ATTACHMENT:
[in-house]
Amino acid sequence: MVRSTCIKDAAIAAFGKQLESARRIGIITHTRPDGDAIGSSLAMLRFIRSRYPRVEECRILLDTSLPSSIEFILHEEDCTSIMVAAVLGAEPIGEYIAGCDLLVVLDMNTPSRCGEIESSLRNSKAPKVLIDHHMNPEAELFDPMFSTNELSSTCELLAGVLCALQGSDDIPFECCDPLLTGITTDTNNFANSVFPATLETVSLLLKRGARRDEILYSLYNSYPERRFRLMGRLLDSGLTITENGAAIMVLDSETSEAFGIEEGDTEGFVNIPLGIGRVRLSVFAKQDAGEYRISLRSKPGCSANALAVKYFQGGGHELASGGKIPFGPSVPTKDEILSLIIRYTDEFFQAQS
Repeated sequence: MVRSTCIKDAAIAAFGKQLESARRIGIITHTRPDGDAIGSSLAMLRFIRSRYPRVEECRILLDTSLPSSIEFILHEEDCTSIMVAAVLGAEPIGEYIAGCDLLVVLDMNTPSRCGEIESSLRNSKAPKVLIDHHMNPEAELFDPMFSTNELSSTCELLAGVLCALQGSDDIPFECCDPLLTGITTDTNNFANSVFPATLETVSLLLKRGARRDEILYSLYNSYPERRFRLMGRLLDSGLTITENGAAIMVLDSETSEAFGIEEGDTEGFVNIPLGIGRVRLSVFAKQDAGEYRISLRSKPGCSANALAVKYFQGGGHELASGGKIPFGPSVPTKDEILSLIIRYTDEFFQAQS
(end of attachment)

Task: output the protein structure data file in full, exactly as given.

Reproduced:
[in-house]
Amino acid sequence: MVRSTCIKDAAIAAFGKQLESARRIGIITHTRPDGDAIGSSLAMLRFIRSRYPRVEECRILLDTSLPSSIEFILHEEDCTSIMVAAVLGAEPIGEYIAGCDLLVVLDMNTPSRCGEIESSLRNSKAPKVLIDHHMNPEAELFDPMFSTNELSSTCELLAGVLCALQGSDDIPFECCDPLLTGITTDTNNFANSVFPATLETVSLLLKRGARRDEILYSLYNSYPERRFRLMGRLLDSGLTITENGAAIMVLDSETSEAFGIEEGDTEGFVNIPLGIGRVRLSVFAKQDAGEYRISLRSKPGCSANALAVKYFQGGGHELASGGKIPFGPSVPTKDEILSLIIRYTDEFFQAQS
Repeated sequence: MVRSTCIKDAAIAAFGKQLESARRIGIITHTRPDGDAIGSSLAMLRFIRSRYPRVEECRILLDTSLPSSIEFILHEEDCTSIMVAAVLGAEPIGEYIAGCDLLVVLDMNTPSRCGEIESSLRNSKAPKVLIDHHMNPEAELFDPMFSTNELSSTCELLAGVLCALQGSDDIPFECCDPLLTGITTDTNNFANSVFPATLETVSLLLKRGARRDEILYSLYNSYPERRFRLMGRLLDSGLTITENGAAIMVLDSETSEAFGIEEGDTEGFVNIPLGIGRVRLSVFAKQDAGEYRISLRSKPGCSANALAVKYFQGGGHELASGGKIPFGPSVPTKDEILSLIIRYTDEFFQAQS